The UK Government approved a $424b Stimulus package to help with household mortgages, airlines, retailers, and the hospitality industry. 

Canada
Canada’s jobless claims reached 2.13 million, or 11% of their labour force.  

Canada has shut down borders to who is not a citizen, a permanent resident, or a US citizen; however, the country is not in lockdown. Canada’s Prime Minister, Justin Trudeau, urged citizens to impose self-quarantine. This is on the back of 3,180 deaths, or just under a 6% fatality rate. As Canadian territories slowly loosen restrictions, it will be seen whether their relatively flexible reaction towards the Coronavirus will balance economic recovery and the safety of the population.

The government has pledged over $1.1T in support of Coronavirus related costs, half of which represents support to municipal governments for small businesses and households.

China
Officially, the number of unemployed citizens only represents 6.2% of the labour force (the labour force includes 290m migrant workers). However, an estimation by Liu Chenjie, chief economist at Upright Asset, stated that including migrant workers, the Coronavirus might have pushed 205 million workers into “frictional unemployment,” or 24.45% of the labour force.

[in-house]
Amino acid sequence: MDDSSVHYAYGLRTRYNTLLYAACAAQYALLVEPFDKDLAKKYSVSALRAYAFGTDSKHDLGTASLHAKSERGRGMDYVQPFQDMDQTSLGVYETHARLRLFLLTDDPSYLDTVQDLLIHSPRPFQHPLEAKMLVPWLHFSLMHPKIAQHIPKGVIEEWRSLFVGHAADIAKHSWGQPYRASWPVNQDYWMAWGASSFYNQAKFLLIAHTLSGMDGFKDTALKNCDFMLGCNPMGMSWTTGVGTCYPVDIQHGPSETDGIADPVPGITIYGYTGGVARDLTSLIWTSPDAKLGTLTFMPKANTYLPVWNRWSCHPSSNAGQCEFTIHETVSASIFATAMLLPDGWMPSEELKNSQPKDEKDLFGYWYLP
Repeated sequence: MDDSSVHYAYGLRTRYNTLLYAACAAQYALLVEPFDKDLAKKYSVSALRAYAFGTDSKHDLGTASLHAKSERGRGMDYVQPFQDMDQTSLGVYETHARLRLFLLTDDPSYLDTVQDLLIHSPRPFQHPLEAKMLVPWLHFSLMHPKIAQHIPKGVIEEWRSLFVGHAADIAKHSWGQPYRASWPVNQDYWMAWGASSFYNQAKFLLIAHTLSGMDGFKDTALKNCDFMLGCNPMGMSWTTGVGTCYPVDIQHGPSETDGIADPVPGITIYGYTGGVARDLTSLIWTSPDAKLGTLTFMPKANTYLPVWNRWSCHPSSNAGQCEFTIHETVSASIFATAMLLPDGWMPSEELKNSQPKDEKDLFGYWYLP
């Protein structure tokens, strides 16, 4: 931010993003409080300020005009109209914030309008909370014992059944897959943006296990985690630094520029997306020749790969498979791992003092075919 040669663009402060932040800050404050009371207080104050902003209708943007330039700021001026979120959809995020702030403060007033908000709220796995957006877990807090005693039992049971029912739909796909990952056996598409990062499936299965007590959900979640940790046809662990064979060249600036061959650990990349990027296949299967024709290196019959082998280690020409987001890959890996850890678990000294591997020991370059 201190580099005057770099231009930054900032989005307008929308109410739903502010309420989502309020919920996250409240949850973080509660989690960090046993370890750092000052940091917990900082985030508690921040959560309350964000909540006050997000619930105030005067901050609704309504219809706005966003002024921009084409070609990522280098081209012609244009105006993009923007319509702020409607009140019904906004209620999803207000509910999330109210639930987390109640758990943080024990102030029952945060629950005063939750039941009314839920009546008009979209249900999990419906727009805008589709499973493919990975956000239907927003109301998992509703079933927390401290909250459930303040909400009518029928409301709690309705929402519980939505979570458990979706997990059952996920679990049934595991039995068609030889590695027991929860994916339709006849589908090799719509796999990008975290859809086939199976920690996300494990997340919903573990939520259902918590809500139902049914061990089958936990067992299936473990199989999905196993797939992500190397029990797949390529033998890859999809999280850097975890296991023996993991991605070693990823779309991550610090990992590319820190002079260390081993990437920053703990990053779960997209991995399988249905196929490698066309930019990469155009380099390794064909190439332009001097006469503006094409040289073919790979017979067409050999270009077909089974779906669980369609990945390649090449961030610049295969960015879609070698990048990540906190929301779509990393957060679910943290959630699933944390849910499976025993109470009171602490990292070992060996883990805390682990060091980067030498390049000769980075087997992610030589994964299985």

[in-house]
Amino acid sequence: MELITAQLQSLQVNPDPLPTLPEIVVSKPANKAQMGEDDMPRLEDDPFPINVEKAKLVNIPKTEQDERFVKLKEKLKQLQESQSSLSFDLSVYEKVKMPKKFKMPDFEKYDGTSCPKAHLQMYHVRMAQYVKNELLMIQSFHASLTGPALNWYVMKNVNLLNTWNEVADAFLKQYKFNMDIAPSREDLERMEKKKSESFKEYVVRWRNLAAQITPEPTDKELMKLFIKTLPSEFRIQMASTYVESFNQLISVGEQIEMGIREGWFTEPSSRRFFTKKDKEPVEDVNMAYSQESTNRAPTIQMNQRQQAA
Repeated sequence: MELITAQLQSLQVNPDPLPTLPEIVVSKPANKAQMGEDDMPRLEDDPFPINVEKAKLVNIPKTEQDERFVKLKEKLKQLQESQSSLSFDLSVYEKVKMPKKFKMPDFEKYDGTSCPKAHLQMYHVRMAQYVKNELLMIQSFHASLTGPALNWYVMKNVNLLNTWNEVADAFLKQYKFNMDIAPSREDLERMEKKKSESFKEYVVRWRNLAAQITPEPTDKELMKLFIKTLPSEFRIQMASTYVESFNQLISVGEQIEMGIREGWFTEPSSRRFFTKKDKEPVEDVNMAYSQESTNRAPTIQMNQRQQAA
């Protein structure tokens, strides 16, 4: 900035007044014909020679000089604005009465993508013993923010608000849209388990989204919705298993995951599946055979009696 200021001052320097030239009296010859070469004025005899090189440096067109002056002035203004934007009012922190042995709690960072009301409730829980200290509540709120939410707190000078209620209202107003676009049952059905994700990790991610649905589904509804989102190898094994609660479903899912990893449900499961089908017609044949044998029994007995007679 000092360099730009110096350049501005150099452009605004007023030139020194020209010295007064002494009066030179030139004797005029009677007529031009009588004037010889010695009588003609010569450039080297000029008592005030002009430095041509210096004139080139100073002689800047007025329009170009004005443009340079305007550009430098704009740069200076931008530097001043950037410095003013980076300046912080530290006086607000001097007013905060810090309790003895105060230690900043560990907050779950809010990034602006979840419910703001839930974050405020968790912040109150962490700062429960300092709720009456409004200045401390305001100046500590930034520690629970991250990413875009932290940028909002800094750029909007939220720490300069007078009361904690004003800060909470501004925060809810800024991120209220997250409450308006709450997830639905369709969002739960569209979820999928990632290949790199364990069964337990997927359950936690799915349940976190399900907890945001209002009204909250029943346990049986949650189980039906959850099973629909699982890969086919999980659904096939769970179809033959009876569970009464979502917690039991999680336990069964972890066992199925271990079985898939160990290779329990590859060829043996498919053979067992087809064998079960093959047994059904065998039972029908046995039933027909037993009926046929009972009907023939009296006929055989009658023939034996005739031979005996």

Being ground zero for the Coronavirus, China implemented the first and strictest lockdown in Wuhan. With a population of 11 million, residents of Wuhan were the first to experience the suspension of public transport and roads, with stores that sell food and medicine remaining open. Fifty-nine days after the initial lockdown, Chinese authorities slowly lifted the lockdown but urged citizens to practice self-isolation when need be. China’s official numbers stand at 84,373 confirmed cases, with 4,643 deaths, representing a fatality rate of 5.5%.